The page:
5. The method of claim 1 which comprises introducing said sorbent(s) to said combustion zone in an amount to provide a molar combining ratio of sorbent or sulfur compounds of from about 1.0:1 to 3.0:1.
6. The method of claim 1 which comprises maintaining the temperature of said combustion products in said combustion zone from about 1600 K. to about 2400 K.
7. The method of claim 3 which comprises maintaining said combustion products at a location upstream of said separation location for a time sufficient to provide at least substantially complete gasification of the carbon and sulfur content of the fuel.
8. The method of claim 1 which comprises maintaining said combustion products at a location upstream of said sorbent inlet(s) for a time sufficient to provide at least substantially complete gasification of the carbon and sulfur content of the fuel.
9. The method of claim 1 wherein the combustion process occurs at a fuel-to-oxidant stoichiometry of about 1.0.
10. The method of claim 1 which comprises controlling the residence time of said sorbent(s) in said combustion products to between 25 to 35 milliseconds.
11. The method of claim 3 which compress cooling in said separation location to a temperature substantially less than that at which decomposition of solid sulfur compounds formed by reaction between gaseous sulfur compounds and said sorbent begins.
12. The method of claim 1 wherein a major portion of said sorbent(s) will pass through a 325 mesh screen but has a size greater than about 10 microns.
13. The method of claim 2 which comprises controlling the residence time of said sorbent in said combustion products between the point of injection and the point of substantial cooling to between 25 and 35 milliseconds.
14. The method of claim 3 which comprises controlling the residence time of said sorbent in said combustion gases to between 25 and 35 milliseconds.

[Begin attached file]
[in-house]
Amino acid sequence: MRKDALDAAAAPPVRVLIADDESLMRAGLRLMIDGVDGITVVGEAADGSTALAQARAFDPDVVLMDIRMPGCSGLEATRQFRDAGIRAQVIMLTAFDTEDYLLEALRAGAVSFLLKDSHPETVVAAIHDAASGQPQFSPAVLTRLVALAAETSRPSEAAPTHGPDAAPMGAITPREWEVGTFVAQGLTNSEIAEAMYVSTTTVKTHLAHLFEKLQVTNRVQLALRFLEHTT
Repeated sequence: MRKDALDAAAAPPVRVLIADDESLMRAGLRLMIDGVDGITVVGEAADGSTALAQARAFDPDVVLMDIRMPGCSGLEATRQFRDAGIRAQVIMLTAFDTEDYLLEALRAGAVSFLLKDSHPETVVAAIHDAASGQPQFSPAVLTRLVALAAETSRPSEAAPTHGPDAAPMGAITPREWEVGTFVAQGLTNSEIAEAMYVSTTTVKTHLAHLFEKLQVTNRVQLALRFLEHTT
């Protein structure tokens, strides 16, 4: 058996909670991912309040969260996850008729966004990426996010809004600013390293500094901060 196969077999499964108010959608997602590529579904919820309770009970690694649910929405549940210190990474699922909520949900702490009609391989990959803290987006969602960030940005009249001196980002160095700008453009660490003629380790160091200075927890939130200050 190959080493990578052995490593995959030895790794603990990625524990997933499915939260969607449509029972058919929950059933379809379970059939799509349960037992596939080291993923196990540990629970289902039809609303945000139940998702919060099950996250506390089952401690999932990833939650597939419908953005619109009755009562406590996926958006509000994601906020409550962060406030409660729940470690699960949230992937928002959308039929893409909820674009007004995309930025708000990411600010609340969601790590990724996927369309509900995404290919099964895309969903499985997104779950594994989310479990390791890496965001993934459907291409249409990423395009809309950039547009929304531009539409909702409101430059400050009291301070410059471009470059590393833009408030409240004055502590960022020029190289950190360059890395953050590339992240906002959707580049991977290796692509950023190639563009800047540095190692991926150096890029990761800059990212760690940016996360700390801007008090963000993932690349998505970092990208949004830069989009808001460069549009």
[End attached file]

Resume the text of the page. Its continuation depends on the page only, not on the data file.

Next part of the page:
15. The method of claim 11 which comprises controlling the residence time of said sorbent in said combustion gases to between 25 and 35 milliseconds.
This application is a continuation of Ser. No. 07/173,873 filed Mar. 28, 1988 and now abandoned.
The present invention relates to super-equilibrium desulfurization of sulfur-containing products of combustion produced by the combustion and gasification of sulfur-containing fuels.
For years there has been and still is an increasing concern with the immediate and long-term problems resulting from pollution of the atmosphere. With this concern has come an awareness at all levels that steps must be taken to halt the increasing pollution and especially reduce the present pollution levels. As a result of this awareness, a substantial amount of money and effort is being spent by business and governmental agencies to develop standards and measures for preventing significant discharge of pollutants into the atmosphere. Among the pollutants of concern are gaseous sulfur compounds present in the waste gases discharged from refining and chemical plants and the flue gases from power plants which generate electricity by combustion of fossil fuels. The gaseous sulfur compounds may be present in many forms, such as H S, COS, SO, and the like. These gaseous compounds are released into the atmosphere, come into contact with oxygen and moisture, and can react to form sulfuric acid, resulting in the so-called "acid rains", known to be detrimental to both aquatic and plant life.